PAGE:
How do you get rid of fleas on a Maine Coon cat?


Just like all cats, Maine Coons can get fleas – even those who never go outside. Don’t despair as there are many ways to deal with these pesky parasites. We explain the best treatments to remove and prevent fleas on Maine Coons and highlight those to avoid at all costs.

We’ll help you to find the safest Maine Coon flea treatment to end your cat’s discomfort and prevent reinfestation for good.

Showering a Maine Coon cat

How to get rid of fleas on a Maine Coon cat

Briefly, ridding a cat or kitten of fleas involves three important steps. We go into these in detail in a moment:

  • Remove the fleas, any larvae, and eggs from your cat or kitten
  • Apply an age-appropriate treatment to prevent further infestations
  • Thoroughly clean cat beds, blankets, carpets and soft furnishings in your home where fleas, larvae, and eggs could be lurking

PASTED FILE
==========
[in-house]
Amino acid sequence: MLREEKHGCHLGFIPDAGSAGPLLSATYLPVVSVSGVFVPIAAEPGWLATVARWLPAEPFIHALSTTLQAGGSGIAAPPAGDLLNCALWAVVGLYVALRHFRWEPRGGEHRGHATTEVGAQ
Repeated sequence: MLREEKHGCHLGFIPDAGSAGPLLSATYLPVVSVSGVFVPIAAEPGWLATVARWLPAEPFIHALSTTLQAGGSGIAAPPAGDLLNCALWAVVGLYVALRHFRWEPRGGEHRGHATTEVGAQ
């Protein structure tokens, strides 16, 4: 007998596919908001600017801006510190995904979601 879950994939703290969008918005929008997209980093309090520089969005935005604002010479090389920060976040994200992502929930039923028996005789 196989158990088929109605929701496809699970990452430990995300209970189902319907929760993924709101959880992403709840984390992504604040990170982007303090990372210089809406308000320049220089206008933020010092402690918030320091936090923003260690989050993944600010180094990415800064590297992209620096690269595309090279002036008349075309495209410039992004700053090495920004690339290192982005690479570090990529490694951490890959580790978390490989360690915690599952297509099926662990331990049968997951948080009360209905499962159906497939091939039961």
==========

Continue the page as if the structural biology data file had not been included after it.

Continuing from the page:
Maine Coon flea removal and prevention

Kittens and their mother

Carefully remove as many visible fleas as possible with your fingers and place them in hot soapy water to kill them. If you use tweezers be very careful not to nip your kitten’s skin.

Then, in a very warm room, gently wet the kitten’s body and legs with warm water. Any remaining fleas should swarm towards the dry areas. Quickly pick these off and put them in the cup of hot soapy water.

Don’t prolong this process for more than a couple of minutes or you run the risk of distressing the kitten.

Next, carefully go through the kittens damp fur with a flea comb to find fleas that have avoided you so far.

Rinse the comb carefully after each stroke to remove any trapped eggs and larvae. Again, keep this short and sweet so you don’t stress the kitten.

Use a soft towel to thoroughly dry the kitten off once you’ve finished and place it in a clean, warm area to recover. Do not put it back with untreated kittens or cats.

You will need to repeat the process for each kitten and the mum, and check them all every day to ensure all fleas have been successfully removed.